10 tips for suburban sustainability

This is the third post in a series titled “100% sustainable – is it possible?”. I hope you enjoy my analysis of different lifestyles, their ecological impact, and the possibility of humanity achieving sustainability.

We’re selling our farm, and moving into the suburbs of a small town to live.

I’ve already talked about how small homesteads aren’t necessarily sustainable, especially when you factor transport into the equation. The next question is, can suburbs be sustainable?

I think they can, but it depends on a lot of factors. So here are 10 tips for suburban sustainability.

1. Localize, localize, localize. Even in a city, you can localize. Find hobbies and social groups that are close by. Use the local shops where you can, and local businesses. Share tools and household implements and knowledge with your neighbours – and get to know your neighbours!

Every suburb or area has its own unique “vibe” and identity. Become a part of yours, and become known as a local member of the community. Make sure your kids are known too. You won’t regret it.

2. Transport. Transport is the big one. No lifestyle is sustainable if you need a car to get you everywhere. Choosing a home that is close to where you need to be on a regular basis (work, schools, hobbies) is a huge factor.

3. The size of the home. Big homes use more energy in just about every respect. Consider lighting, for example: my home (the farm) has 33 ceiling lights. My friend’s small bungalow in town has just seven. My farm was built in the 1980s; his bungalow was built in the 1930s.

Houses may be built more efficiently now, but as time has gone on they have got bigger, and added more “features”. Extra rooms, bathrooms, porches and windows all use lots of energy.

In short, if you want to know if a house will send you broke before you buy it, count the ceiling lights and windows.

4. Choose the smallest home that will fit your needs. You’ll be happier, wealthier, and have more free time because you won’t be spending so much time cleaning and maintaining a huge home!

5. Search for the sun. When you’re house-hunting, take a compass with you. Find north. If you live in a cold climate, the more low north-facing sky you can see (in the southern hemisphere) or low south-facing sky you can see (in the northern hemisphere), the warmer the house will be in winter.

Sunshine will make a massive difference to your heating bills.

6. Thick curtains, rugs and insulation. Make sure your home, wherever it is, is well-insulated. It’ll pay for itself very quickly. Likewise, thick floor-to-ceiling curtains will keep the warmth in in winter and keep the house cool in summer. Floor rugs are also great for warmth, and can be cleaned and replaced easier (and more cheaply) than wall-to-wall carpet.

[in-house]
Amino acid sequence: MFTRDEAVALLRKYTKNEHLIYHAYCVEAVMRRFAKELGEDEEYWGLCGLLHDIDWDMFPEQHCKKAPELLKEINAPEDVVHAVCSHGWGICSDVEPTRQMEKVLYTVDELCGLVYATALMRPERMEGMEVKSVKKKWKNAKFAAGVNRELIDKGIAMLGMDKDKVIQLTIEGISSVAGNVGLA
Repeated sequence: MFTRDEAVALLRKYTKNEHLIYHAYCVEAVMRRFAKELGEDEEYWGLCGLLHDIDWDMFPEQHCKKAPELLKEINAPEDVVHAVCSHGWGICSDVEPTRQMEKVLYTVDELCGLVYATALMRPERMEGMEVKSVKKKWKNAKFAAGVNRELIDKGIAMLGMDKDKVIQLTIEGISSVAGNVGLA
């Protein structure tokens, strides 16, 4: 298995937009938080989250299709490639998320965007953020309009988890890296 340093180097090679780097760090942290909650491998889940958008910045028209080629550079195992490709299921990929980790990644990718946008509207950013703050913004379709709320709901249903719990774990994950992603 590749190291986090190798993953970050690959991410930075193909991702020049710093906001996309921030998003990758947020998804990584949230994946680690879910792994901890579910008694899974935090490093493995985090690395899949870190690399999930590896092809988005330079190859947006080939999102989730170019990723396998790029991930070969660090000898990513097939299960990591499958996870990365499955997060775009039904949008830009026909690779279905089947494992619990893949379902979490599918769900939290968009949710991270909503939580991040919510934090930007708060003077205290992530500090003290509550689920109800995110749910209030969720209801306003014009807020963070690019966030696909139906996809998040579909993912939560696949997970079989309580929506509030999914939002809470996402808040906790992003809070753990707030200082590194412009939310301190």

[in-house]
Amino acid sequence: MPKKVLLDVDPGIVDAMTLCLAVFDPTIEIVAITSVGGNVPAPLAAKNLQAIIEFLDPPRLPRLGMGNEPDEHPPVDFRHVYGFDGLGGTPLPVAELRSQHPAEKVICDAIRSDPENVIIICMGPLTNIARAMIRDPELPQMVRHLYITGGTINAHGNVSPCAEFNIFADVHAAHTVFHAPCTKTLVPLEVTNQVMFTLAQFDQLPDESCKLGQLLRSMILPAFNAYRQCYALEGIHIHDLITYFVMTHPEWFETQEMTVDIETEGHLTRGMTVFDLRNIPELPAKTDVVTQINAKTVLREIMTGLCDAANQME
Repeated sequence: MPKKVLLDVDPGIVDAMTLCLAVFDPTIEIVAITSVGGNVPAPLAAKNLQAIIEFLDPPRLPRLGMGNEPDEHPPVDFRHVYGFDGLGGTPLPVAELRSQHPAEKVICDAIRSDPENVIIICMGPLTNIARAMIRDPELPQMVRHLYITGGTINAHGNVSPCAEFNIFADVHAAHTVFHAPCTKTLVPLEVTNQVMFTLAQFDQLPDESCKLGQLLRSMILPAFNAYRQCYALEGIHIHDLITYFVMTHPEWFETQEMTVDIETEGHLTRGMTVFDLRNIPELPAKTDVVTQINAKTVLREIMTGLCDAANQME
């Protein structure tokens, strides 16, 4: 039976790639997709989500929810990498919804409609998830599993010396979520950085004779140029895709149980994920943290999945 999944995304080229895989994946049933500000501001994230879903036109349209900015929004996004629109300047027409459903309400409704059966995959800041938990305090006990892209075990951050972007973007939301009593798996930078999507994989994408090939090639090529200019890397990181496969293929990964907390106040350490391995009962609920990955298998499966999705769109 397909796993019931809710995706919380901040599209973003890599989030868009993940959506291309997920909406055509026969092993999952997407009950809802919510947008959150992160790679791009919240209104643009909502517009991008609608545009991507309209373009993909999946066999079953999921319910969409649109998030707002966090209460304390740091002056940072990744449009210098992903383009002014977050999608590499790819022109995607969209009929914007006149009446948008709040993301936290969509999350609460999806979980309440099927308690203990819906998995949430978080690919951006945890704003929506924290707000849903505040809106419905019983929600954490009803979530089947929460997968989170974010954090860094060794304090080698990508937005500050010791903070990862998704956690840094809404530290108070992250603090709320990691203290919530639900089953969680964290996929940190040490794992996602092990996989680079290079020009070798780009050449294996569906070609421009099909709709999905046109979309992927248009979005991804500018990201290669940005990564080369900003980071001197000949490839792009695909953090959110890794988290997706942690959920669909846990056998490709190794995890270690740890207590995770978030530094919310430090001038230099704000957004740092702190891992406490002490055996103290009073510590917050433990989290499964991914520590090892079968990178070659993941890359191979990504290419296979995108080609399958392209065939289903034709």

7. Use your greenspace. I’m continually surprised at the fact that, on our farm, most of our home-produced food comes from the small amount of greenspace just outside our front door. Plus our chickens, which turn food scraps into eggs.

Don’t think for a moment that you need a farm to be sustainable. And don’t underestimate the amount of food that can be grown even in pots, on a balcony.

Just in pots we grow: cherry tomatoes, tomatoes, cucumbers, strawberries, raspberries, lettuce and a variety of herbs. They provide summer salads and desserts in very small space. It’s easy to do.

Strawberry plants - plus a few flowers - on our kitchen windowsill. My kids are watching them eagerly!

Strawberry plants – plus a few flowers – on our kitchen windowsill. My kids are watching them eagerly!

8. How much is that doggie in the window? How much does your pet really eat? I’m not saying don’t have a pet, but do the maths before you take on a pet. And if you do choose to have a pet, go to the SPCA if you can, and give a lost pet a new home.

9. The Farmer’s Market. Check to see if there’s a local Farmer’s Market, and use it. you’ll save money and shop more efficiently. Locally grown produce is almost always better, and usually cheaper as well as more sustainable.

10. Get to know your local secondhand stores. Buying secondhand is much more sustainable than buying new. And don’t be afraid to pass on old, outgrown items instead of binning them.

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